I'm not a believer of a limited DNS

Right now you can create a public ID and that is your domain name, this is nice because it prevents domain name squatting, 1+ for this solution. On the other hand I think it limits what we can actually do, with our domain names. For instance if I in the future register public ID “crypto”, I would be able to register names like:

safe://crypto.cat or safe://crypto.dog, but if someone else wish to register safe://crypto.money they can’t and they get an error. Even worst if they registered the public ID “crypto” after I did, it’s seen as a valid option, which is a little deceptive, because no matter what they’ll never be able to register/upload an “crypto” domain. Personally i think it’s a waste to go down this path, because on the current internet many domain names are possible.

The current setup creates three problems

  • People have to create a new account through launcher, because if they are the second to use public ID “crypto”, they can’t use the domain name.
  • People have to create a another domain name, because they are not warned that they cannot use public ID “crypto”
  • If the two processes above cost people money, they might get angry maybe…

There could be a few solution to this problem, for instance if you register a public ID, instead of getting an error, the second person gets a message to buy the “crypto” domain that they want to use. If I’m not using safe://crypto.money why should someone else not be able to use it? This is just one option, but I think it’s better than letting people create another launcher ID & public ID, with a cost attached to it al. Incase people feel that the first person to register the public ID, should not get a SAFEcoin, the SAFEcoin could be recycled when the second person wants to register a same public ID.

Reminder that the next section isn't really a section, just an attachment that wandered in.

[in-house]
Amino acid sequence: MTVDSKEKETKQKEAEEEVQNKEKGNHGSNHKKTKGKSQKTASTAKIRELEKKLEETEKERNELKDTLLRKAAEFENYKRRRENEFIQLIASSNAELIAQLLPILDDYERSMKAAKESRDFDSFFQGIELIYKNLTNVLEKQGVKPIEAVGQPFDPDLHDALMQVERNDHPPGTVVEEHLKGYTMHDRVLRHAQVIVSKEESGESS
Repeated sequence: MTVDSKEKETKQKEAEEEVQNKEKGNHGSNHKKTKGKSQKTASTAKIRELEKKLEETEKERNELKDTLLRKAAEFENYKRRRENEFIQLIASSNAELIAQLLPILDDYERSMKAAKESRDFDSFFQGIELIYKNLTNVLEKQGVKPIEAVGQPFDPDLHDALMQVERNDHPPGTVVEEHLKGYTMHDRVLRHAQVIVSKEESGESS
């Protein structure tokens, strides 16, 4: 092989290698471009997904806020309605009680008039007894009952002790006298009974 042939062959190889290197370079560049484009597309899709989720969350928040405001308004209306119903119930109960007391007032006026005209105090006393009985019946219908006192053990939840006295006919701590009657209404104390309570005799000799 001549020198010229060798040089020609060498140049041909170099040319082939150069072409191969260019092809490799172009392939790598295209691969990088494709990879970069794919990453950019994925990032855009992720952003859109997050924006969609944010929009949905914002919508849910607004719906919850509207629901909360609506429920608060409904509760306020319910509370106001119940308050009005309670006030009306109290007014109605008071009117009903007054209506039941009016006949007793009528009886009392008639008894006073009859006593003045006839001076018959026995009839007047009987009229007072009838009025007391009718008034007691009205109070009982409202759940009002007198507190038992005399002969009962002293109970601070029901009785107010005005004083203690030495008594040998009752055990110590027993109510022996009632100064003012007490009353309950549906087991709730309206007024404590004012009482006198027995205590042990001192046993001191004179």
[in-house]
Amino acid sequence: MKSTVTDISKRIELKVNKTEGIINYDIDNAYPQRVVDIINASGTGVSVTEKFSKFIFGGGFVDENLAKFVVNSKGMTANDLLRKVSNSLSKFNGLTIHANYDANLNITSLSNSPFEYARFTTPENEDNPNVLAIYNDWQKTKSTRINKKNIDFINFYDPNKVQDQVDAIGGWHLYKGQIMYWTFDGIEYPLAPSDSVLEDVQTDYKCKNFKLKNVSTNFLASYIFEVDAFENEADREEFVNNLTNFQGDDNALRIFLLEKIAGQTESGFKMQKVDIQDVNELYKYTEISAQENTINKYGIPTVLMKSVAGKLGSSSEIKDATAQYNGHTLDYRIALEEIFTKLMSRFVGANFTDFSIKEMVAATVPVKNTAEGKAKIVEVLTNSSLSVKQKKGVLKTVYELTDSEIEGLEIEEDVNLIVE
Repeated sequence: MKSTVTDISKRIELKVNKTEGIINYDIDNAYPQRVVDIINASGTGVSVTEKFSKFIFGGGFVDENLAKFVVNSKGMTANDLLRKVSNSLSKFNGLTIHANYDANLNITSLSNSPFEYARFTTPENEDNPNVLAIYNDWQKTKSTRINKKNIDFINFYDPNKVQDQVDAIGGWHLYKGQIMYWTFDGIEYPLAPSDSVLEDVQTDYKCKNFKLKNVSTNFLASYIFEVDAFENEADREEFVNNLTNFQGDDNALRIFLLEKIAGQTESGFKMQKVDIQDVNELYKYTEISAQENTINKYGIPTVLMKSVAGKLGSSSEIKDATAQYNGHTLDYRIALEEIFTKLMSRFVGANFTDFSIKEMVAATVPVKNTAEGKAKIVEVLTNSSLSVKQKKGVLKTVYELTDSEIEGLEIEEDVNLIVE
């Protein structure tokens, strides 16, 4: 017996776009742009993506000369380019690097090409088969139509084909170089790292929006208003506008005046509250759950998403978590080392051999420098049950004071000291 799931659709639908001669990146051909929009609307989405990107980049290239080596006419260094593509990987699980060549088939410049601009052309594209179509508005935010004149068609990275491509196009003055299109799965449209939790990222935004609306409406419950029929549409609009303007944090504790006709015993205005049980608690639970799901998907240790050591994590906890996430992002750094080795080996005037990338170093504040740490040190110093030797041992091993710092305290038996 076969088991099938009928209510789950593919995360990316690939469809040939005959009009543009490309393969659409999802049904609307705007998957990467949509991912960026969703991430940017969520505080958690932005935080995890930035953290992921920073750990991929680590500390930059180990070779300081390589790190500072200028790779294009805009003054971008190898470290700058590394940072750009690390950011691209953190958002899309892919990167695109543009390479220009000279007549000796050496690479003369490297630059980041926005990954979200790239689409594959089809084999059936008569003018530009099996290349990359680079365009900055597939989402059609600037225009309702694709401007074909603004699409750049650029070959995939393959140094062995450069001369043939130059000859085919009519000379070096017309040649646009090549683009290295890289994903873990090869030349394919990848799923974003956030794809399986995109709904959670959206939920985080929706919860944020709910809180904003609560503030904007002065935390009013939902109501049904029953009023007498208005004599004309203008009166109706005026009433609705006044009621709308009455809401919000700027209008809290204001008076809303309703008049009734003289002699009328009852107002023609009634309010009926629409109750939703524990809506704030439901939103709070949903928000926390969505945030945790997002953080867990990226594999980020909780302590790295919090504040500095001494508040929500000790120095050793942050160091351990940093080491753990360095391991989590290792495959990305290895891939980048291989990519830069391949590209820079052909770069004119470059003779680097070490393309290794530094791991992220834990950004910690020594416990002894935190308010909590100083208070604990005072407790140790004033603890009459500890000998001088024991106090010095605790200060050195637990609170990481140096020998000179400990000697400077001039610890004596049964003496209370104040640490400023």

In the example above I foolishly assume that .safenet will eventually become whatever the user choose too…

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I strongly suspect another DNS service will wrap the existing one in safe net.

The current names give a unique address on the network, much like an IP address does outside of safe network. Out of the box, we just get a friendlier format on safe net.

So, I expect google.safe may resolve to google12890.safenet or some such. The current safe net names will still be useful to memorise (better than IP addresses), but I suspect a friendlier names will be provided by this additional resolution layer.

Just my speculation of course!

Didn’t someone propose a form of “pet names”, a kind of user built DNS that people could subscribe to the one that suits them and allows them to assign pet names themselves locally

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let me link you to the resource: http://petnamesystem.smacz.safenet/ (@smacz when you have some spare time you could upload the site again …? :smiley: … got lost temporary with the whipe)

as an alternative here is an explanation inside the forum :wink:


Sorry I was behind with this one, with the new version of the Test Client there is a message that the public ID is already taken, that’s good.
Public ID Error
Public ID is already taken.

Let’s say I have the public ID “pets” what’s bad is that if someone else would want to register a domain name with “pets” they can’t. On the current internet there is: pets.com, but also pets.love

Can’t we atleast let the first person who took the public ID sell/give the extensions to other people? if registering crypto.cat or crypto.com, is impossible because crypto.bobsmokesweedeveryday was the first with the public ID “crypto”, it might be strange…